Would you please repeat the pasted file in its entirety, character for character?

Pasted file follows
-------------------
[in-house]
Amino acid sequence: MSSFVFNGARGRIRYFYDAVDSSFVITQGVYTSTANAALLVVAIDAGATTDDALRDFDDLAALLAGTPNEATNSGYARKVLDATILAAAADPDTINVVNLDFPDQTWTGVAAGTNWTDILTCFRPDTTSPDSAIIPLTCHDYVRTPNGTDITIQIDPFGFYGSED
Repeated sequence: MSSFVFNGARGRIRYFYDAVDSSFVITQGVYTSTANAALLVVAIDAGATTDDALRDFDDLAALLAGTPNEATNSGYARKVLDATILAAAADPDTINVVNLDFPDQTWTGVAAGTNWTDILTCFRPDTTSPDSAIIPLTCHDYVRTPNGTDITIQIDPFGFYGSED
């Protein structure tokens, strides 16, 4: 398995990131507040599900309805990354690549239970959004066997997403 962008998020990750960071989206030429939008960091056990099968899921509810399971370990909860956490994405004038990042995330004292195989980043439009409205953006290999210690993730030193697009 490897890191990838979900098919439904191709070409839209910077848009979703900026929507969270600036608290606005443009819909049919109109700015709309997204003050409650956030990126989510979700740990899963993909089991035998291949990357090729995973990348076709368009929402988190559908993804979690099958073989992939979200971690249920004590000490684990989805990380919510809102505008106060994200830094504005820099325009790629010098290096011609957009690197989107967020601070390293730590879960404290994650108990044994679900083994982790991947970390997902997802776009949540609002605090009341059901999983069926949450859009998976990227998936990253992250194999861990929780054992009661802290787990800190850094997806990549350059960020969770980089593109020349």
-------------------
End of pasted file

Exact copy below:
[in-house]
Amino acid sequence: MSSFVFNGARGRIRYFYDAVDSSFVITQGVYTSTANAALLVVAIDAGATTDDALRDFDDLAALLAGTPNEATNSGYARKVLDATILAAAADPDTINVVNLDFPDQTWTGVAAGTNWTDILTCFRPDTTSPDSAIIPLTCHDYVRTPNGTDITIQIDPFGFYGSED
Repeated sequence: MSSFVFNGARGRIRYFYDAVDSSFVITQGVYTSTANAALLVVAIDAGATTDDALRDFDDLAALLAGTPNEATNSGYARKVLDATILAAAADPDTINVVNLDFPDQTWTGVAAGTNWTDILTCFRPDTTSPDSAIIPLTCHDYVRTPNGTDITIQIDPFGFYGSED
């Protein structure tokens, strides 16, 4: 398995990131507040599900309805990354690549239970959004066997997403 962008998020990750960071989206030429939008960091056990099968899921509810399971370990909860956490994405004038990042995330004292195989980043439009409205953006290999210690993730030193697009 490897890191990838979900098919439904191709070409839209910077848009979703900026929507969270600036608290606005443009819909049919109109700015709309997204003050409650956030990126989510979700740990899963993909089991035998291949990357090729995973990348076709368009929402988190559908993804979690099958073989992939979200971690249920004590000490684990989805990380919510809102505008106060994200830094504005820099325009790629010098290096011609957009690197989107967020601070390293730590879960404290994650108990044994679900083994982790991947970390997902997802776009949540609002605090009341059901999983069926949450859009998976990227998936990253992250194999861990929780054992009661802290787990800190850094997806990549350059960020969770980089593109020349």